Tuesday, January 13, 2015

Celebrating a lifetime of love

I’m writing with a heavy heart tonight, as my Mamaw, that I introduced many of you to a while back on her 100th birthday, is about to be on her way to her heavenly home.  Of course, we’ve known this day was coming for some time, but as my mom said, “It doesn’t matter how old you are and how old they are, you never want to lose your mom.”  She’s surrounded by her children and medicated to try and make the transition easier, she’s been quiet today.  I’ve had a range of emotions lately, memories from my childhood about growing up on her old farm, sleeping upstairs with her handmade quilts piled on top of me and remembering stories my mom told me about my mamaw’s childhood.  She grew up in Martin County, in rural Kentucky, the eastern coal field region.  She had two brothers and six sisters, growing up and working on the farm where her family raised tobacco, vegetables and her Pa boarded horses.  My mamaw was quite the looker in her day and honestly is still a beautiful woman today.  They had pie dinners back then in her small country community where single girls baked a pie and the young men bid on the pies just to get a chance to sit and eat pie with the girl.  My mamaw said she always had plenty of bidders on her pies J.

She married at 26 and went on to give birth to 10 children, yup, I said TEN y’all.  She has outlived four of them, which is incomprehensible to me, to think of losing one of my children, let alone four.  She taught herself to play guitar and played in the evening on the front porch of the old farmhouse when my mom was growing up, singing Jesus Loves Me, Clementine and other songs.  She was a very hard worker, raising her children on a farm and was a wonderful southern cook, her fried chicken and biscuits were the best.  She was what we would call very “resourceful” in today’s world, which really meant that she somehow fed all of her children with little to no money, living off of the land.  She has always been kind, loving and generous to us all.  I asked her one time how in the world she could have raised all those kids, when I felt overwhelmed with just two.  She said that at some point the older ones started helping take care of the younger ones and they just figured it out.  My mamaw grew up in a time where you didn’t give up, you didn’t expect somebody else to take care of your family and times were very hard, but you made the best out of it.  Without a doubt, that’s where I get my resilience from. 

She has always had an amazing, unshakeable faith in God.  I think it would be hard for most people to have lived her life and still be so bold in their faith, but not my Mamaw.  I have no doubt that the gates of heaven will be wide open to welcome her in, with her children meeting her at the gate.
None of us know what really happens when we die.  Sure, lots of folks have reported about their near death experiences, but nobody really knows.  When you’ve been diagnosed with a life threatening disease, I think it’s only natural to think about dying.  As a Christian though, I am comforted because I have no doubt where I’ll be going and I know this life is only temporary.  Still, your mind wanders when you think about it.  For some reason the movie from the ‘90s, “What Dreams May Come” with Robin Williams comes to mind.  I do think of it that way, “A whole human life is just a heartbeat here in heaven.” It’s a place where anything is possible and you feel overwhelming joy that never ends.  I had this conversation with a good friend recently when I said, “I’m not afraid of dying, I’m only afraid of leaving.”  My fear has always been leaving these sweet baby girls, but never for me, not what I would miss out on, but what I feel THEY would miss out on.  I would never want them to live the rest of their lives without a mommy, without having that person who knows you like nobody else does.  When you’re 16 and you think the world is ending because your boyfriend broke up with you, that one person who can hold your head in their lap, stroke your hair, brush away your tears and tell you stories about when you were a little girl and cried because we took your bunny/lovey away for good, all to just get your mind off of the heartbreak you’re feeling at the moment.  Then, that same one and only person who will tell you stories about when she was a teenager and then follow up with something like, “Who cares about some dumb boy, let’s go shopping, get our hair done and eat ice cream!”  Those are the things I think of and don’t want them to miss out on, I so badly want to be here for all of that.  I also feel pretty solid that I’m not going anywhere anytime soon, but what I know is that I’ve been given a gift by seeing life in this way that many folks never have the opportunity to see.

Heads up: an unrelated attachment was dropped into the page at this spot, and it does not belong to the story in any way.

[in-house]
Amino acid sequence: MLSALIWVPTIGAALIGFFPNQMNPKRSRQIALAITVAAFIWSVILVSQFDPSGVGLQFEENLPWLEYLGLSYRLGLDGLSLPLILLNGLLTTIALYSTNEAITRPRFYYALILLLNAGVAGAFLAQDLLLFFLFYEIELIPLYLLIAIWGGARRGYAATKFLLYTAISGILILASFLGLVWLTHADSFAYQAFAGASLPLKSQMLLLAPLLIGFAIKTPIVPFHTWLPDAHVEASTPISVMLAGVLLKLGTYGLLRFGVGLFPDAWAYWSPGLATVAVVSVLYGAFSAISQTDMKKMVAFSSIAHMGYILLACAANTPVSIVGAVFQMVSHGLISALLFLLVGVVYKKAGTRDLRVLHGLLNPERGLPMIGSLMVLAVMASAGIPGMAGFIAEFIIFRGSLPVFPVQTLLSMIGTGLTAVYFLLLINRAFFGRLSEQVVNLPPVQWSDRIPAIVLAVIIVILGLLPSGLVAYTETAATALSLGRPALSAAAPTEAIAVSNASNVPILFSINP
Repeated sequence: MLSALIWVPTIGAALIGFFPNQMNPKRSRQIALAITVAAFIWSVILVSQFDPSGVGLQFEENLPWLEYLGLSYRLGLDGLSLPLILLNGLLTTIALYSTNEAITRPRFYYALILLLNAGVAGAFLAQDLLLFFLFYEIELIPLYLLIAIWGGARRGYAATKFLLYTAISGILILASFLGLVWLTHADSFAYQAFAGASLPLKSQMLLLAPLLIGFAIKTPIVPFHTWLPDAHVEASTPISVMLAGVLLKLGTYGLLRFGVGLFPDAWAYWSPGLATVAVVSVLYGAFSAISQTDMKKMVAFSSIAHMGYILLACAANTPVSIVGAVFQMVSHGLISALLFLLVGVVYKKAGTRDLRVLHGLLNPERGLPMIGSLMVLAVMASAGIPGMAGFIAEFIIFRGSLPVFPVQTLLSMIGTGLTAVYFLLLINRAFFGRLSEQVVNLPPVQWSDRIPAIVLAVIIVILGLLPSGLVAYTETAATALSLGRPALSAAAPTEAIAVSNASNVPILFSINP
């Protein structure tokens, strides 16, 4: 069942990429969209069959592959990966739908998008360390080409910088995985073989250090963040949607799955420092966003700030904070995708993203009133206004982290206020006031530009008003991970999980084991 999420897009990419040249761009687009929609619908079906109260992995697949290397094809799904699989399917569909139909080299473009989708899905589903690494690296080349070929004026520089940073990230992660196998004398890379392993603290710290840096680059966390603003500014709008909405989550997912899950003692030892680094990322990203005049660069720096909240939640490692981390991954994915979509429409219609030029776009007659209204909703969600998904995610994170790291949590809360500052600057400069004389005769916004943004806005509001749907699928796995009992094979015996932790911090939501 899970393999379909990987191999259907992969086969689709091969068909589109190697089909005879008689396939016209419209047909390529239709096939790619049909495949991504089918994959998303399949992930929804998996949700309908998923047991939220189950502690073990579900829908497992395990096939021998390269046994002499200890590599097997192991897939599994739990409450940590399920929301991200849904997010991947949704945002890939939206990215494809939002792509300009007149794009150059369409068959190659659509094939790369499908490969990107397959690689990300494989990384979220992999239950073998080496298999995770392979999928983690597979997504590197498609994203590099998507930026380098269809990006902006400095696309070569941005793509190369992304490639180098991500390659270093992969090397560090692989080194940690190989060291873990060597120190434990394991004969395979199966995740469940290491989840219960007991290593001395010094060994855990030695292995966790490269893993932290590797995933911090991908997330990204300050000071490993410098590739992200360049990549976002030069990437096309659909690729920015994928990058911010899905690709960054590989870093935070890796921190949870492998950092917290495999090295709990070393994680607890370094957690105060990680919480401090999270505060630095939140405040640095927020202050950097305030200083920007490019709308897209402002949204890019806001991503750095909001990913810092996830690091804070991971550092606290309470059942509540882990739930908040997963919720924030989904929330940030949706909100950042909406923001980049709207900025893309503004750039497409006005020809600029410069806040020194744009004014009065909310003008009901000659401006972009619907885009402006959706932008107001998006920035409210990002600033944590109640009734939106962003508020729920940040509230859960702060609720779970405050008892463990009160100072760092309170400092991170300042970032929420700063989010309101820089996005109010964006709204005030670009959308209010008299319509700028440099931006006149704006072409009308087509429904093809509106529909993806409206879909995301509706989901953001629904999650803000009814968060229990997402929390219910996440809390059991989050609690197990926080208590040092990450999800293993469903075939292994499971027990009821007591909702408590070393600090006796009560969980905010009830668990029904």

As I sit here tonight, praying for peace for my Mamaw and our family during this difficult time, I can almost see the preparations that are being made in heaven at this moment for such a bold, life-long servant of God.  I don’t know what happens when you die, but I do absolutely know what happens when you LIVE.  If you truly embrace your family, your friends, your gifts, your struggles, your faith, I think that’s what happens when you really live.  To honor her best, I’m celebrating all of those things today.  What an incredible blessing that we have all been given to have her with us for 100 years.  I feel like I won’t need to wait for the phone call to know that she’s gone, I’ll simply have to listen for the sound of an old guitar with the sweetest voice singing,
“Jesus loves me still today,
Walking with me on my way,
Wanting as a friend to give
Light and love to all who live.

Yes, Jesus loves me! He who died
Heaven’s gate to open wide;
He will wash away my sin,
Let His little child come in.”

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